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Tahrir Square fills again as protesters contest Egypt's military rule

Thousands of protesters gathered in Tahrir Square Tuesday to criticize the Egyptian military's power grab in the shadow of Sunday's presidential elections.

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Supporters of the Muslim Brotherhood's presidential candidate Mohamed Morsi celebrate and shout slogans against the military council, at Cairo's Tahrir Square June 19.

Ahmed Jadallah/Reuters

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Thousands of people gathered in Tahrir Square Tuesday to protest a move by Egypt’s military rulers to limit the authority of the incoming president and extend their own power past the end of this month, when they had promised a full handover to a civilian government.    

Many of those who turned out were members or supporters of the Muslim Brotherhood, whose candidate, Mohamed Morsi, has claimed victory in the first presidential race since the ouster of former President Hosni Mubarak. Some secular groups joined the protests as well. 

Protesters decried the military's power grab. "This is a military coup against the people," said protester Galal Osman. "We want the president that we elected to have all the powers of his office. We want to write a constitution without the military interfering. You can't have 19 unelected men subverting the will of the people."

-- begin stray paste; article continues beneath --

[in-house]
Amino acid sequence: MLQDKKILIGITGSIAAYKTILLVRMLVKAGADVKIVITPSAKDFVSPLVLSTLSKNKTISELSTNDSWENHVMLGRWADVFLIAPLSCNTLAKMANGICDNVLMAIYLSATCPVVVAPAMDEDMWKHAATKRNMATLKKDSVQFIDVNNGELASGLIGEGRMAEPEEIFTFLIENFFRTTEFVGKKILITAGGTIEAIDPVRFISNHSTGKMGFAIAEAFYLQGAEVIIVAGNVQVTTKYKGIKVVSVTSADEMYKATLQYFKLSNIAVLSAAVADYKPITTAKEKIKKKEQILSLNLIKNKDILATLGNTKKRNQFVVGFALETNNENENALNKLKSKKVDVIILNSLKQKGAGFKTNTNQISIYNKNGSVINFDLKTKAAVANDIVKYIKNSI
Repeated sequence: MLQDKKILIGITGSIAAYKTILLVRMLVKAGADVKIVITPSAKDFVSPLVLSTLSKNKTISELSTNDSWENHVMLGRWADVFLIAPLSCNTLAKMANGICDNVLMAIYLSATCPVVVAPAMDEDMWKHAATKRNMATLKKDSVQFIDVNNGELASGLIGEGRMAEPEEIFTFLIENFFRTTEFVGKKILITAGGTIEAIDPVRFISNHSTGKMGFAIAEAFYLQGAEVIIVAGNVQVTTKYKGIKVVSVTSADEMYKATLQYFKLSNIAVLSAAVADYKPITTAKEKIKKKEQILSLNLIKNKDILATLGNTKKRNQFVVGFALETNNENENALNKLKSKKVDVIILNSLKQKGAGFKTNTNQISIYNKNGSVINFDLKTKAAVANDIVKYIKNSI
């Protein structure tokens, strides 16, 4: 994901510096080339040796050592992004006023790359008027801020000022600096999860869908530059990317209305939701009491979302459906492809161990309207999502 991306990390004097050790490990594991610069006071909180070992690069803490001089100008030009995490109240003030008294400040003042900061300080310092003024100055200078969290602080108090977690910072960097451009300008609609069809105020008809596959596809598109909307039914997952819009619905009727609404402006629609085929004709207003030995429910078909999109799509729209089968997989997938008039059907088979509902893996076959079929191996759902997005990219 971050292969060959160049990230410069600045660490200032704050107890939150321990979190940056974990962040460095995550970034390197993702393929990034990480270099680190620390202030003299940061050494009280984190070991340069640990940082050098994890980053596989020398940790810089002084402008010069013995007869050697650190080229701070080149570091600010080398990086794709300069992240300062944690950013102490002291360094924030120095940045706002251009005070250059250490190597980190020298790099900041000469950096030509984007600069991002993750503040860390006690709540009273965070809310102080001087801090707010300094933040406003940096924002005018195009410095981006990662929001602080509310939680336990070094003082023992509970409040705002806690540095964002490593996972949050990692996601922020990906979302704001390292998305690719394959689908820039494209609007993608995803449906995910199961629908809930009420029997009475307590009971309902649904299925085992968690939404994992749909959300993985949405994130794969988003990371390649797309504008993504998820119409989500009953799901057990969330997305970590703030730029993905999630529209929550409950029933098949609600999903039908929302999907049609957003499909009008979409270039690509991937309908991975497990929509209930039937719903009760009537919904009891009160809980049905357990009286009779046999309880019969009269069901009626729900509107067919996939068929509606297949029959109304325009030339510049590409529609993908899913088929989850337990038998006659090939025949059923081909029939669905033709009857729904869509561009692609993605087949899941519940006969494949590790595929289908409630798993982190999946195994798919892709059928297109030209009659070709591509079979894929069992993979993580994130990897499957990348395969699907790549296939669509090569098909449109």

Tareq Mohamed Eid, who carried a large picture of Mr. Morsi around the square, said the military rulers should give up their power for the sake of the country. "It's not their right to dissolve an elected parliament and an elected constitutional assembly."

Last week, the military ordered Egypt’s parliament dissolved after a court found error in the law governing the elections, and the Justice Ministry gave military police the right to arrest citizens for a wide range of crimes. On Sunday evening, as votes were being counted from the presidential election, the military council currently ruling Egypt announced it was granting itself legislative powers until a new parliament is elected, along with power over all military affairs and extensive control over the process of drafting a new constitution.

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